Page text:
I am grateful to God who have guided me and given me the strength to undertake this work. I also would like to express my profound gratitude to my supervisor Dr. Rodina Ahmad for her support, encouragement, advice, and guidance to finish my Ph.D. thesis. She was patient with my learning and always enthusiastic about my research. Her careful review, encouragement, and discussion have contributed to completing this thesis.

This research would not have been possible without the appreciated participation of the software development organizations. Many thanks go to all key people who made data available for this research.

(7)

TABLE OF CONTENTS

ABSTRACT ... i

DEDICATION ...ii

ACKNOWLEDGEMENTS ...iii

CHAPTER ONE - INTRODUCTION ... 1

1.1 Background ... 1

1.2 The Urgency to Focus on CMMI... 4

1.2.1 Definition of CMMI... 4

1.2.2 Benefits of CMMI ... 5

1.2.3 Transition Time of CMMI ... 6

1.3 Geographical Region... 7 1.4 Research Motivation ... 9 1.5 Problem Statement ... 11 1.6 Research Objectives ... 12 1.7 Research Questions ... 13 1.8 Research Hypotheses ... 14

1.9 Overview of Research Methodology ... 19

1.9.1 Research Philosophy ... 19

1.9.2 Research Methodology ... 21

1.10 Significance of the Study ... 23

1.10.1 Theoretical... 23

1.10.2 Practical... 23

1.11 Definition of Key Terms ... 25

1.12 Structure of the Thesis ... 27

1.13 Chapter Summary... 29

CHAPTER TWO – LITERATURE REVIEW ... 30

2.1 Introduction ... 30

2.2 Software Process Improvement ... 30

2.2.1 Benefits of Software Process Improvement (SPI) ... 32

2.2.2 Software Process Improvement Frameworks... 35

2.2.2.1 The Capability Maturity Model (CMM) ... 35

(8)

2.2.2.2.2 Process Area Components ... 42

2.2.2.2.3 Process Area Contents ... 43

2.2.2.2.4 Choosing a Representation... 44

2.2.2.2.5 Benefits of CMMI-based Software Process Improvement ... 48

2.2.2.3 International Organization for Standardization (ISO 9000)... 50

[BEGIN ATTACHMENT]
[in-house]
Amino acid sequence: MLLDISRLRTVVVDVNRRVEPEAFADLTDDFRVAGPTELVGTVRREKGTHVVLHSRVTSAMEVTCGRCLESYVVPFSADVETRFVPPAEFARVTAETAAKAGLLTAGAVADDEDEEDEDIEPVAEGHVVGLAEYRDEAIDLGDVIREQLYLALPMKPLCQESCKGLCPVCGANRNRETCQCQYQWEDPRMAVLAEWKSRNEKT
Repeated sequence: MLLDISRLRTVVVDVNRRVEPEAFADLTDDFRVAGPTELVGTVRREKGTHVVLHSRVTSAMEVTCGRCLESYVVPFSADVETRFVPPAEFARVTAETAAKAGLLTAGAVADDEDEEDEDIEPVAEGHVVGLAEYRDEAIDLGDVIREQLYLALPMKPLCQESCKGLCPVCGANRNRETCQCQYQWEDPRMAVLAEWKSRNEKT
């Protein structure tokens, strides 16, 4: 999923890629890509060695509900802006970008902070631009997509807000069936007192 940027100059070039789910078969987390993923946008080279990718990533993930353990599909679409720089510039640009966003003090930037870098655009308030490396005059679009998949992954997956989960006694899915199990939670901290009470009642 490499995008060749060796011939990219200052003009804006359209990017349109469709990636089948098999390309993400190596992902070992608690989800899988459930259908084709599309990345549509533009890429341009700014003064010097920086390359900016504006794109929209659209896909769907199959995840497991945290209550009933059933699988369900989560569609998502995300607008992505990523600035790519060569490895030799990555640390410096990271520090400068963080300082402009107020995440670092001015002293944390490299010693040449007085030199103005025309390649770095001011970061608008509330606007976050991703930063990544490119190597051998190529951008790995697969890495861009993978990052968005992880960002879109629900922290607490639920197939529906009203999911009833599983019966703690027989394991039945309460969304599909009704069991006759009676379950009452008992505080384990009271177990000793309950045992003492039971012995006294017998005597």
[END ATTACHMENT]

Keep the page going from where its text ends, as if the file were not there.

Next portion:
2.2.2.4 Six Sigma ... 50

2.2.2.5 Comparison of Standards for Common SPI Models... 50

2.2.2.6 Transition Time of CMM/CMMI based Software Process Improvement .... 52

2.3 Effect of Geographical Region on Software Process Improvement ... 53

2.4 Factors That Affect Successful Implementation of Software Process Improvement ... 55

2.5 Factors that affect the Transition Time of CMMI based Software Process Improvement. ... 57

2.6 Summary ... 59

CHAPTER THREE - RESEARCH METHODOLOGY... 63

3.1 Introduction ... 63

3.2 Theoretical Framework ... 64

3.2.1 Theoretical Framework Development Process ... 64

3.2.2 Data Needed ... 64

3.2.2.1 Primary and Secondary Data... 65

3.2.2.2 Quantitative and Qualitative Data... 65

3.2.3 Identification of Variables... 66

3.2.3.1 Independent and Dependent Variables... 67

3.2.4 Measurement of Variables ... 68

3.2.5 Theoretical Framework explained... 68

3.3 Research Design... 69 3.3.1 Study Purpose ... 69 3.3.2 Study Type ... 69 3.3.3 Involvement in Study ... 70 3.3.4 Research Approach ... 70 3.3.5 Research Strategy... 71 3.3.6 Research Choices ... 71 3.3.7 Study Setting ... 71

(9)

3.3.9 Summary of Research Design ... 72

3.4 Research Strategy Implementation ... 73

3.5 Interview ... 74

3.5.1 Interview Activities... 74

3.5.2 Conducted Interview ... 76

3.6 Questionnaire Survey ... 76

3.6.1 Data Instrumentation - Questionnaire Design... 77

3.6.2 Demographics ... 77

3.6.3 Effective Factors Selection ... 78

3.6.4 Scale Used ... 79

3.6.5 Testing of Questionnaire ... 80

3.6.5.1 Questionnaire pre-test ... 80

3.6.5.2 Pilot study ... 80

3.6.5.3 Validity and Reliability ... 81

3.6.6 Cross-Cultural Survey... 85

3.7 Data Triangulation ... 85

3.8 Population and Sampling ... 86

3.8.1 Sampling Process ... 86

3.8.1.1 Identify the Population... 87

3.8.1.2 Select Sampling Frame ... 87

3.8.1.3 Ascertain Sampling Procedure... 87

3.8.1.4 Execute Sampling Design ... 88

3.8.1.5 Sampling Profile Summary ... 89

3.9 Data Collection... 90

3.9.1 Data Elicitation Techniques ... 90

3.9.1.1 Personal interview... 91

3.9.1.2 E-mail Questionnaire ... 91

3.9.2 Response Rate ... 92

3.10 Data Processing... 93

3.11 Data Analysis Method... 95

3.11.1 Software Used ... 96

3.11.2 Descriptive Statistics... 97

(10)

3.11.3.2 Testing of Hypothesis ... 99

3.12 Ethical Considerations 100 3.12.1 For the Researcher ... 100

3.12.2 For the Respondents... 101

3.13 Chapter Summary... 102

CHAPTER FOUR - DATA ANALYSIS AND DISCUSSION ... 103

4.1 Introduction ... 103

4.2 Demographics ... 103

4.3 Presentation of Data Analysis ... 107

4.4 Questions... 108

4.4.1 Questions 1 – 7... 108

4.4.2 Questions 8 – 14... 109

4.4.3 Questions 15 – 21... 111

4.4.4 Questions 22 – 26... 112

4.5 Factors affecting transition time of CMMI ... 113

4.5.1 Effective Factors in Saudi Arabia ... 114

4.5.2 Non Effective Factors in Saudi Arabia ... 118

4.5.3 Effective Factors in Malaysia ... 120

4.5.4 Non Effective Factors in Malaysia... 124

4.5.5 Effective Factors in both Data Sets (Malaysia and Saudi Arabia)... 126

4.5.6 Non Effective Factors in both Data Sets (Malaysia and Saudi Arabia)... 128